Good to see Malcom X smiling in the second clip:-)

    Your thoughts on Total Mobilisation linked to something in my mind put there by Adi Da. The idea of everbody-all-at-onceness: "Only everybody-all-at-once can change the curent chaos" - Ado Da, Not-Two Is Peace. I haven't even read that book yet so I can't tell you much about this vision but the phrase has already become one word in my mind (powerful utterance!). Just sprung to mind.

    Did you catch the Rebel Diaz line "from Myspace to Beams and Struts they got us stuck on Computers"? (which side are you on?;-)

    Now (with goosebumps) I hear Bob Marley, in Dortmund, not far from here, singing: "you can fool some people sometimes but you can't fool all the people all the time". There's definitely more to this everybody-all-at-once theme. And, yeah, what a totality of being in the man! Total absorption. Total inspiration.

    "You can blow out a candle but you can't blow out a fire. Once the flame begins to catch the wind will blow it higher" Biko, Peter Gabriel

    Revolutionary, or social change, metaphor of fire. Is there a common flame here to, for example, where "Jesus in the New Testament describes how he came to set the world on fire" from Chris' Article?

    First Beams Jukebox that plays first time here in Germany. Well done Trevor:-)

  • Comment Link Lynda Pickrell Monday, 03 October 2011 16:37 posted by Lynda Pickrell

    Sam Cooke's A Change is Gonna Come is a powerful song of hope. Brings tears even over a morning coffee.

  • Comment Link Trevor Malkinson Wednesday, 05 October 2011 18:29 posted by Trevor Malkinson

    @Phil, thanks, this is great. I thought I'd seen Lennon say the "in" too, but wasn't sure given the audio. Nice eye.

    Thanks for the addition of the Adi Da and the "everybody-all-at-once". That amplified my intuition (the beauty of the collective mind), and it's a context/possibility I'll hold open as we go forward. The notion feels more like an intuition at this point, but it also feels pregnant, so something to stay receptive to for sure.

    In terms of "which side am I on" :), that's a fine question. My view on "being stuck on computers" is that it depends on how you use them. I think it (social media et al.) has great (r)evolutionary potential, as has been shown already in many contexts over the past two years. I see what we do online as one dimension of an ecology of change. The virtual has the capability of spreading information and emergent memes, outrunning the mainstream media, and allowing for communication/discussion/solidarity building. And then we must act on the ground too, whether it's what's we buy (for instance, putting money into the post-industrial food supply), how we treat others (building a new We), or putting our bodies in harms way in acts of civil disobedience if called for. On that note, I rallied my younger theology classmates yesterday to organize with me for the upcoming OccupyVancouver on Oct. 15th. Looks like we'll have a good little crowd. "Let justice roll down like a river"- Amos 5:24. Maybe I'll be spending part of my semester in jail. :)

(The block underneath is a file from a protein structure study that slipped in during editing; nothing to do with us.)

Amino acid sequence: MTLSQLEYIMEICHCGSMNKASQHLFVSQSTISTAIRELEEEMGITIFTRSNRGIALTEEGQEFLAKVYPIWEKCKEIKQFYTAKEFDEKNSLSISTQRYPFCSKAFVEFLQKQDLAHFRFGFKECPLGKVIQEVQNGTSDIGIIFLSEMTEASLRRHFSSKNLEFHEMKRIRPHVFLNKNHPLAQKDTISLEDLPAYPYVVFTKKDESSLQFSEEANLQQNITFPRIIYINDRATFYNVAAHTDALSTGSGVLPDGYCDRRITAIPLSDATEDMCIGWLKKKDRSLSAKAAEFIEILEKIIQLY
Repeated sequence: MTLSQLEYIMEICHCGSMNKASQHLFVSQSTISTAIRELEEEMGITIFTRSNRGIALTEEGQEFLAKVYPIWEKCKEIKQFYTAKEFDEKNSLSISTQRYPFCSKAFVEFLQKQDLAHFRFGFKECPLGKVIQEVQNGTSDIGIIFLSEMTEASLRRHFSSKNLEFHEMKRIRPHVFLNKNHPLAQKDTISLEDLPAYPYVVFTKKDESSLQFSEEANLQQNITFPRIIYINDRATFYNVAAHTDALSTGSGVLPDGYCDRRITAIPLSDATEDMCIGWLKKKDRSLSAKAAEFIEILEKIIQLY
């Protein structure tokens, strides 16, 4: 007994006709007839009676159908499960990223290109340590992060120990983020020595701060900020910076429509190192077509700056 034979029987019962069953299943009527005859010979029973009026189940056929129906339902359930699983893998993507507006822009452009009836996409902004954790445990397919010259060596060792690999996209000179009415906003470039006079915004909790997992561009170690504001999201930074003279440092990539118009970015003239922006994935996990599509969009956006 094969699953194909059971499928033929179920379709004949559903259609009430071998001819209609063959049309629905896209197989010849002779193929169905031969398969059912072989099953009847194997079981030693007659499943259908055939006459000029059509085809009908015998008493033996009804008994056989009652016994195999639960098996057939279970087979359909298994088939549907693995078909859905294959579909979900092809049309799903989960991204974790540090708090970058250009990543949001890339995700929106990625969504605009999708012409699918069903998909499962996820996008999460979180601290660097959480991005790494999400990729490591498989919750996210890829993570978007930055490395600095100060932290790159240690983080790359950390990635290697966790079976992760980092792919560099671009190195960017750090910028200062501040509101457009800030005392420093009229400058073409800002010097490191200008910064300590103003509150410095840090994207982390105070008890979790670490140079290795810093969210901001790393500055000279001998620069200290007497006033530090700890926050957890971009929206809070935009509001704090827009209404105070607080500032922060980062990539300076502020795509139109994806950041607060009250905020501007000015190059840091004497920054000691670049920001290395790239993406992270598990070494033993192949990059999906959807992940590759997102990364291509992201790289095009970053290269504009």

Just one small example of the power of computers. During the Wisconsin Protests and now the OccupyWallSt., I watched (and took part) in real time as the mainstream media ignored the action completely, and then as information spread like wild fire through social media, and large numbers began to be aware of what was happening, the mainstream media had to follow suit and give some air time to it or they'd either look stupid, or obviously a pawn of private interests. That's a powerful fact. As Clay Shirky said, "Here comes everybody".

    http://beamsandstruts.com/bits-a-pieces/item/505-here-comes-everybody-clay-shirky-on-the-internet-and-collective-action

    As far as your connection between revolution/social change and the metaphor of fire in Chris' piece, I think you are right on the money. I'd like to say a lot about that, but I feel like things are still forming in a certain way, and if i wrote now it would be an amorphous barf. Let me sit with that formally, get some thoughts on paper, and then I'll post something soon hopefully. In the meantime, here's one of my favorite fire songs, 'The Fire Inside' by Bog Seger.

    http://www.youtube.com/watch?v=O5XsDMXFPAI

    "The fire inside, it's burning you up".

  • Comment Link Trevor Malkinson Wednesday, 05 October 2011 18:32 posted by Trevor Malkinson

    @Lynda, thanks for sharing, the song does the same thing to me almost every time.

  • Comment Link Philip Corkill Wednesday, 05 October 2011 22:25 posted by Philip Corkill

    Hey Trevor,

    Yes, yes and yes.

    I appreciate your attention to where we/you are at in a process. Pregnancy takes nine months and every phase, every moment is to be cherished. We needn't force things. Timing is an fine art.

    I believe Da called that book the "seed-utterance" Ah yes here it is:

    "The old moral, social, and political “order” of humankind is now dead. A new and true and right Way of order of humankind is, now, and forever hereafter, necessary. This Free Declaration is the Seed-Utterance of that new and necessary Way of true and right (and truly globally, totally, and universally cooperative) order. – Adi Da, World Friend"

    Powerful word craft. Perhaps that seed still needs time in darkness under the earth. Or needs utter care and protection like a fresh sprout.

    "There is a time for being ahead,
    a time for being behind;
    a time for being in motion,
    a time for being at rest;
    a time for being vigorous,
    a time for being exhausted;
    a time for being safe,
    a time for being in danger.

    The Master sees things as they are,
    without trying to control them.
    She/He lets them go their own way,
    and resides at the centre of the circle."

    Lao Tzu

    Good luck and many blessings for the OccupyVancouver!